'Old Trafford is looking for a touchstone player, has been since the retirement of Eric Cantona. Ronaldinho could have been the successor, but United did not recruit aggressively enough and the Brazilian chose Barcelona. While they questioned whether they could afford Rooney, the real question this time really should have been whether they could afford not to buy him. Although only 18, Rooney did show at Euro 2004 that he is not a character overawed by the big stage. Many have been overwhelmed at Old Trafford, but Alex Ferguson recalls Cantona walking into the Theatre of Dreams, sticking out his chest and saying that this was the place for him. Rooney appears to have a similar mentality.
He has similarities as a player to Cantona, too. Strong and powerful, he also has a neat, cushioned touch. Above all, his movement is excellent, as he drops off defenders to receive the ball at the timeliest moment. At the risk of upsetting Tyneside, there could be no choice for Rooney between Newcastle and United. Passionate and loyal the fans may be in the North-East, but few young players have prospered in its singular, insular environment in the past few years.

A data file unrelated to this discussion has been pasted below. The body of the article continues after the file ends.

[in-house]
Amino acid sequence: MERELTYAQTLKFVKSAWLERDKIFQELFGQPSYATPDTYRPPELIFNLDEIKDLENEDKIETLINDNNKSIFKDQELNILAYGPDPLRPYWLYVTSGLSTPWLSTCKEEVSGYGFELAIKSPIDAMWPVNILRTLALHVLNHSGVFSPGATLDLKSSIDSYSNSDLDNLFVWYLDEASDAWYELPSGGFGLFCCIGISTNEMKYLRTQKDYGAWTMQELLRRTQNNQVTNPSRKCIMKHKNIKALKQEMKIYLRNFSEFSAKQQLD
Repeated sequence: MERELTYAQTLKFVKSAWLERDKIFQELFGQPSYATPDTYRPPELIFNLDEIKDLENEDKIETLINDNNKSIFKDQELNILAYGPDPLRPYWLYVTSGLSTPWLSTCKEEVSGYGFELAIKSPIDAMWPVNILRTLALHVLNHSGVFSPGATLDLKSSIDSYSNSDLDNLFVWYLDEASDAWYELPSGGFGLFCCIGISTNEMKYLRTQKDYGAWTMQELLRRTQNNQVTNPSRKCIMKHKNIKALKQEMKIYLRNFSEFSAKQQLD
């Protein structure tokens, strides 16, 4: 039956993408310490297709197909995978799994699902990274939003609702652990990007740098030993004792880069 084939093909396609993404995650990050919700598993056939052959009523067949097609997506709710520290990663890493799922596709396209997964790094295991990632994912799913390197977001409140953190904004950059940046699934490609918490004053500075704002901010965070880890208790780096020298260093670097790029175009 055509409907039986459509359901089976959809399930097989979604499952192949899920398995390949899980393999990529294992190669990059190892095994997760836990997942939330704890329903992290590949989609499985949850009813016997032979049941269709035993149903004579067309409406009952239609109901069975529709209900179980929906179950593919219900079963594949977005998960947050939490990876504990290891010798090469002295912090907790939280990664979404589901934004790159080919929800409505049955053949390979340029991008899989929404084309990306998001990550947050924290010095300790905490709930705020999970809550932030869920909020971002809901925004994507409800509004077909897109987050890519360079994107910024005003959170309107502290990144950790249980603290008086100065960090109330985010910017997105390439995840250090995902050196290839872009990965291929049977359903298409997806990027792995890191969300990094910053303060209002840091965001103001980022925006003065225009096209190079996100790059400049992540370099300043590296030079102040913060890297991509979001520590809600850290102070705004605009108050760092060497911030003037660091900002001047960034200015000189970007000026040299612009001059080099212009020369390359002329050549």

In Manchester, Rooney gets to be near his Liverpool roots, but with healthy distance from them. And Champions League football. For anyone interested in football's finances, Manchester United are the model. Their wage bill is less than 50 per cent of turnover - astonishingly low in comparison with badly run clubs who have even gone above 100 per cent. Even plc boards, however, must understand that football can be a business like no other. Sometimes you have to speculate to accumulate. Rooney may not have been in the budget until next January, but circumstances, like such a player becoming available, dictate in this case. When all the smoke and mirrors are cleared away and, holidays over, we settle down to four months without Premiership movement, expect Wayne Rooney to be settling in at Old Trafford.'